• You should also state clearly what you are asking them to do, which is recommend you.  This is not a performance evaluation.  Ask the person in question whether he or she is comfortable recommending you wholeheartedly to business school.  Avoid anyone who caveats the answer or who seems intent on performing a rigorous exercise just to prove how smart they are.  You want someone who is excited to help your chances by extolling your virtues.
  • Finally, you should provide your recommender with some ammunition.  This is admittedly a tricky area, because you neither want to influence the letter too much, nor do you want to overwhelm the recommender with reams of documents that they have to sort through.  Our advice is to give them three items: your resume, a “query letter” that formally asks them for this favor and details some of your key accomplishments and interests (2-3 pages, max), and a sample (if they would like to see one) of a good letter.  From there, your work is done.  Get out of the way and don’t mess with the process.

 

3. You Should Do About 10% of the Work on Your Letters.

This leads us to our third 10% Rule, which is how big your role should be in the production of the letter.  That 10% is already accounted for above – in the prep work to set that person up to succeed.  Any other involvement is not only unethical (some schools will ding you for leaving your fingerprints on the letter), but also counterproductive.  Remember what these are used for: to verify the findings of an experienced admissions professional.  They don’t want to read more essays!  They don’t want to see you embedding more statements about how awesome you are in another part of the application (commonly referred to as “synching the letters”).  All they want is an authentic, positive letter that says, “yes, I vouch that this person is great – if you liked the application, you will like the actual applicant.”

Now, just to make it clear that we’re not in some utopian society where all recommendation letter writers are created equal, let’s discuss quality.  Is there a disparity between a good letter and a great one?  Yes, absolutely.  A great letter is well written, provides specific examples of discussed traits, offers context for its remarks, and – best of all – establishes a baseline from which to assess this one person (“in all my years on Wall Street, during which I have encountered hundreds of MBA candidates, Timmy is the best…”).  However (and this is a key point!), the same disparity does not exist between the value of a great letter versus a good one.  Great letters don’t pull victory from the jaws of defeat and magically make your ding an admit, so the marginal utility of a “great” letter is somewhere between zero and “not much.”  Sure, there are cases of amazing letters playing a big role, but that is unpredictable and rare, meaning you don’t build your application strategy around it.  More to the point, the downside of a manipulated letter is that you can get denied – either on ethical grounds or because the reader simply has no way to validate previous findings (which is their entire objective in reviewing them).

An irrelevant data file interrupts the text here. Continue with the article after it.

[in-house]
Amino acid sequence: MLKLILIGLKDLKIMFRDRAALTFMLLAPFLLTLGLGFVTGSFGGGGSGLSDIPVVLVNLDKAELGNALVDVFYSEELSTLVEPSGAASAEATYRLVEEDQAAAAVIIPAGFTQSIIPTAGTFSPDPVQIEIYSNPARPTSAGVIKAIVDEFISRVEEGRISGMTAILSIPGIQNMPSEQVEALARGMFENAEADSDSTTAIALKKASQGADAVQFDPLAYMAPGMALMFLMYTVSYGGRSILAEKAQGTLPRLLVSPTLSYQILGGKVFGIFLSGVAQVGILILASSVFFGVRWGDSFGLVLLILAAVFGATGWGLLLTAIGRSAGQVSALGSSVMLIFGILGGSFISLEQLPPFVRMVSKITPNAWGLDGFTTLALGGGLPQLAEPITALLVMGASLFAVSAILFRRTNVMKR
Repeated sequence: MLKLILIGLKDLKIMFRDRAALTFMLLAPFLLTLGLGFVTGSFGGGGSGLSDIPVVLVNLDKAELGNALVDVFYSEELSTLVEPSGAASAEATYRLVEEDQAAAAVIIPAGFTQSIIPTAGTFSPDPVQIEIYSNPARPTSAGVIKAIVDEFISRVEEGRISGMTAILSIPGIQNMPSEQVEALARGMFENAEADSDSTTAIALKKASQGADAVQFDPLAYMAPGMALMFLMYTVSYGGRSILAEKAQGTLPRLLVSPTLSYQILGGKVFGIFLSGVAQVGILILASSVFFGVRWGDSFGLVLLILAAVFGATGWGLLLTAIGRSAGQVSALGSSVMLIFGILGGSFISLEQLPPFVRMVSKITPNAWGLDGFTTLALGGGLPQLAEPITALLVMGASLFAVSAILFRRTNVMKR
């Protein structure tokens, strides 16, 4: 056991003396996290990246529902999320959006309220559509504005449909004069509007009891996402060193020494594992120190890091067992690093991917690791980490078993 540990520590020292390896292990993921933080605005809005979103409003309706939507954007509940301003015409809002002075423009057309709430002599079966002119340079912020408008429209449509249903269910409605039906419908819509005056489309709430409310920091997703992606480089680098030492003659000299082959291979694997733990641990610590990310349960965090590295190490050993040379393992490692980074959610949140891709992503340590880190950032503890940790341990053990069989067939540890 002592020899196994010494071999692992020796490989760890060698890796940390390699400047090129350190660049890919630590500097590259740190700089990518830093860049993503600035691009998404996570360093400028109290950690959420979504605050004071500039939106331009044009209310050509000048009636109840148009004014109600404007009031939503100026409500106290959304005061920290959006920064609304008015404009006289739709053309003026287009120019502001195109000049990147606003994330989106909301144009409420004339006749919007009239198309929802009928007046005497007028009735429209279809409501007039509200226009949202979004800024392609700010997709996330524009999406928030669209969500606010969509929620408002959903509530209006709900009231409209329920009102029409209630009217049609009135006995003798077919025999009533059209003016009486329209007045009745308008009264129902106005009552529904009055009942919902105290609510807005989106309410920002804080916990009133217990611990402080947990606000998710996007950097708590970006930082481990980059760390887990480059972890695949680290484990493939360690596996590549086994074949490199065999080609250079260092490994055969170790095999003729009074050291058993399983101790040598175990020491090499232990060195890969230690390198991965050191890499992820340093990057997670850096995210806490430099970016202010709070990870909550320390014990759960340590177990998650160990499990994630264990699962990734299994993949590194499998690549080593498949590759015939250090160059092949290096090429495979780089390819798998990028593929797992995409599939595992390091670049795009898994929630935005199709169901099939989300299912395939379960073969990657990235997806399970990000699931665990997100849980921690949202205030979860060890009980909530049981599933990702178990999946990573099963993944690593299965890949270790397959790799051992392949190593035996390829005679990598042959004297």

Remember: if the role you play in your own letters of recommendation is greater than 10%, you will not only fail to gain an advantage, you create a great possibility that you will shoot yourself in the foot.  Engaging in this process beyond 10% of the work is basically minimal upside, big downside.

If you can take this tip to heart, you will create less stress for everyone involved and allow the letters of recommendation to serve the very basic function they are intended for.

 

For an overview of Amerasia MBA Admissions Consulting services, please visit http://www.amerasiaconsulting.com/mba_admissions_consulting_services/

If you are interested in the MBA Admissions Consulting services offered by Amerasia, please email mba@amerasiaconsulting.com to inquire about setting up a free consultation.

 

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Re: Calling all Harvard Applicants: (2016 Intake) Class of 2018!! [#permalink]

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New post 17 Jun 2015, 12:05
If you want to answer that with a resounding “yes,” then you need to tune in to our upcoming webinar, The Accepted Guide to Harvard Business School.

The webinar will take place on Tuesday, June 23rd, at 5:00 PM/8:00 PM ET. [Please note: The June 24th 10:00 AM PT and the 5:00 PM PT sessions are now completely FULL.]

Image

Reserve your spot for Get Accepted to Harvard Business School now!

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Image

 

This article originally appeared on blog.accepted.com, the official blog of Accepted.com.

​​

Accepted.com's experienced admissions consultants can help you create the most impressive application possible with comprehensive packages, or provide targeted assistance from picking perfect programs to designing a dazzling resumeconstructing engaging essays, or preparing for intense interviews…and more! Accepted.com has guided thousands of applicants to acceptances at top programs since 1994 – we know what works and what doesn't, so contact us to get started now!

 

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Re: Calling all Harvard Applicants: (2016 Intake) Class of 2018!! [#permalink]

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New post 17 Jun 2015, 19:41
In for round 1!

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Re: Calling all Harvard Applicants: (2016 Intake) Class of 2018!! [#permalink]